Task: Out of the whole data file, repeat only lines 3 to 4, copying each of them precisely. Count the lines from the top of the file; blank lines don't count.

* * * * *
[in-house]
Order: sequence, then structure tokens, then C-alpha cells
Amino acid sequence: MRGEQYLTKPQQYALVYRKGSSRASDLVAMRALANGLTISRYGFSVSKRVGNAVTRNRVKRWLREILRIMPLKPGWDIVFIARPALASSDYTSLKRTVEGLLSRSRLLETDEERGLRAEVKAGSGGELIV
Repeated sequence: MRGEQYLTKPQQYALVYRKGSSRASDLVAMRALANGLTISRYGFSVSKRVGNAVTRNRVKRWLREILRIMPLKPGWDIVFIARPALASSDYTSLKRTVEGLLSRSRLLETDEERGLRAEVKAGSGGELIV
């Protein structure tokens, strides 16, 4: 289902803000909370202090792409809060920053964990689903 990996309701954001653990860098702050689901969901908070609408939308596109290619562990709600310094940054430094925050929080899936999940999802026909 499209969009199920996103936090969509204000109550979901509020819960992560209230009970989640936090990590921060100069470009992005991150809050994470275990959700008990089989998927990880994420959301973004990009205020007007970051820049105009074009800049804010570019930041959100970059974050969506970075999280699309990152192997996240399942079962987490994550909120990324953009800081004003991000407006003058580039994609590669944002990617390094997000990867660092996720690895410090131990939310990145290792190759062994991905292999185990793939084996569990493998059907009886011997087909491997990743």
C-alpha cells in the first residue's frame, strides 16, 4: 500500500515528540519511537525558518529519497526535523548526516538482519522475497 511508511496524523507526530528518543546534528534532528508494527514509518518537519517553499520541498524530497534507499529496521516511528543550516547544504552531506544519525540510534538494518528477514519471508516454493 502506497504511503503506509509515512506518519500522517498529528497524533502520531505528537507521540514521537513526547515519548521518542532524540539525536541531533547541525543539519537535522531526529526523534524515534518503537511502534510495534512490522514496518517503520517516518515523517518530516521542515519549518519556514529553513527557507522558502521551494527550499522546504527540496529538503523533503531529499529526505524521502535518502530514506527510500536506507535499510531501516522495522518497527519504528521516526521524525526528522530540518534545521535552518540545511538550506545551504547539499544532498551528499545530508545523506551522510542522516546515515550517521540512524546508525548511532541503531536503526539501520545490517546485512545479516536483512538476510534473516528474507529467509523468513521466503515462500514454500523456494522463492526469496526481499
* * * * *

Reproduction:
Amino acid sequence: MRGEQYLTKPQQYALVYRKGSSRASDLVAMRALANGLTISRYGFSVSKRVGNAVTRNRVKRWLREILRIMPLKPGWDIVFIARPALASSDYTSLKRTVEGLLSRSRLLETDEERGLRAEVKAGSGGELIV
Repeated sequence: MRGEQYLTKPQQYALVYRKGSSRASDLVAMRALANGLTISRYGFSVSKRVGNAVTRNRVKRWLREILRIMPLKPGWDIVFIARPALASSDYTSLKRTVEGLLSRSRLLETDEERGLRAEVKAGSGGELIV